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Selling the Value of Zero

Homes, especially production homes, are usually sold as commodities. This is understandable because in an up market all homes go up in price together and in a down market prices fall together — at these times features and benefits seem less relevant. As a result, traditional home selling often relies on marketing to create “perceived” value, rather than selling the real value of a home. In a commodity market, marketers sell the “sizzle,” rather than the “steak,” focusing on superficial qualities or square footage rather than true value to the buyer. However, buyers’ behavior makes it clear that they do not view a home purchase the same as buying a commodity, such as a bottle of milk. For buyers, a home purchase is a very complex, personal process involving weeks or months of searching, inspecting, comparing features, and falling in love with homes. When sellers treat homes as commodities, and convince buyers to do the same, they don’t connect to the true values and risks that...

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Affordable Housing is a Political Choice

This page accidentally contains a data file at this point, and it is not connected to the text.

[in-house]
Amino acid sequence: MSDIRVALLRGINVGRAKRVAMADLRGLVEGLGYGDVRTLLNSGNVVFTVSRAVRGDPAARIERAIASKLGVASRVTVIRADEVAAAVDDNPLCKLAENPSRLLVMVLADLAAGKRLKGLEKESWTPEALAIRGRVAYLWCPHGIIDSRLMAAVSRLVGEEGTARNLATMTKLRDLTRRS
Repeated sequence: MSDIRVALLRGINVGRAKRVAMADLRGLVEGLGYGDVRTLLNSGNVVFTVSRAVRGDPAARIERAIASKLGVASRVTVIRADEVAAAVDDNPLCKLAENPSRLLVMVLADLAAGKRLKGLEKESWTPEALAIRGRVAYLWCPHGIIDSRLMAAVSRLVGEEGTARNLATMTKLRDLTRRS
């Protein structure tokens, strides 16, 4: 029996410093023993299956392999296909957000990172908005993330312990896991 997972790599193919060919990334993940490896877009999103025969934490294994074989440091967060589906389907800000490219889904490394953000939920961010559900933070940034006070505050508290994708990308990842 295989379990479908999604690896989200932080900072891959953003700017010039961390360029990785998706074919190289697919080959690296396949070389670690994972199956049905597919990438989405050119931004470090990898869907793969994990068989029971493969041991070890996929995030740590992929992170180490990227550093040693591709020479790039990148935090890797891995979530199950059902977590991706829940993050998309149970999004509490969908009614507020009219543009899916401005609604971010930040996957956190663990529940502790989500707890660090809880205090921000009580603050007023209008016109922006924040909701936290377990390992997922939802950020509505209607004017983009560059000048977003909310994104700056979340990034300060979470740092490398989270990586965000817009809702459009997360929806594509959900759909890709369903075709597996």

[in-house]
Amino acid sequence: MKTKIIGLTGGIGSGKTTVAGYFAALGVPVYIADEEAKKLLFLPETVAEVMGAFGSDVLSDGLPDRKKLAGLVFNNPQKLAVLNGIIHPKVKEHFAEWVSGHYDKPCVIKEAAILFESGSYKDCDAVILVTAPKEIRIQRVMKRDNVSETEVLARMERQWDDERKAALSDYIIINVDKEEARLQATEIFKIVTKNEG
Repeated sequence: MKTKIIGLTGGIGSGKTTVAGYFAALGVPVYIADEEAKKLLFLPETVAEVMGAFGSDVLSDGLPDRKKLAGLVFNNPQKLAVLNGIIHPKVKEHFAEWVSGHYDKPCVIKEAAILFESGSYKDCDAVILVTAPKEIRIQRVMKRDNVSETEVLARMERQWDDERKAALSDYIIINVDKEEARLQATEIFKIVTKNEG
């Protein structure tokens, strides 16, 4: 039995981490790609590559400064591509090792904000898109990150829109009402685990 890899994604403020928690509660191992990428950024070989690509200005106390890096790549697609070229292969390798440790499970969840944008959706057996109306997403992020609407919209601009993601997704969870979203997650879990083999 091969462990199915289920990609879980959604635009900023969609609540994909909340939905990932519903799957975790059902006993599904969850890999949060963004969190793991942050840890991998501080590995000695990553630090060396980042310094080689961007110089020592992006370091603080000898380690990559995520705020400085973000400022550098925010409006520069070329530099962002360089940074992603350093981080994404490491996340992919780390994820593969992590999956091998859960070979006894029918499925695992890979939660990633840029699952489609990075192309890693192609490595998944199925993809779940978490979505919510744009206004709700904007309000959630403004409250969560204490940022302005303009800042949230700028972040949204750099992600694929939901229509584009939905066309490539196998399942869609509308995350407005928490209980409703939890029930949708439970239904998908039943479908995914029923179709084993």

Local and national housing policies have squeezed affordable housing out of the market. Learn why change is needed & how we can improve housing policy.

Roadblocks to Afforable Housing Affordable housing is a political choice. Local and national housing policies have squeezed affordable and attainable housing out of the market. Since the Great Recession of 2008, homebuilders and developers have faced roadblocks at nearly every turn when trying to build shelter products that are affordable for the buyers below the median income. The U.S. Is Facing a Severe Housing Crisis The United States may be facing its most severe housing crisis in history. It has been declared in articles in Foreign Affairs and Bloomberg recently. Home Builders have known that this was developing since the end of the Great Recession. Federal government restrictions have largely engineered this shortage. These restrictions respond to a phenomenon called the "HomeVote," a term coined by William Fischel.[1] HomeVote drives up home values for those that are already homeowners. These homeowners are motivated to stop growth in order to limit supply and...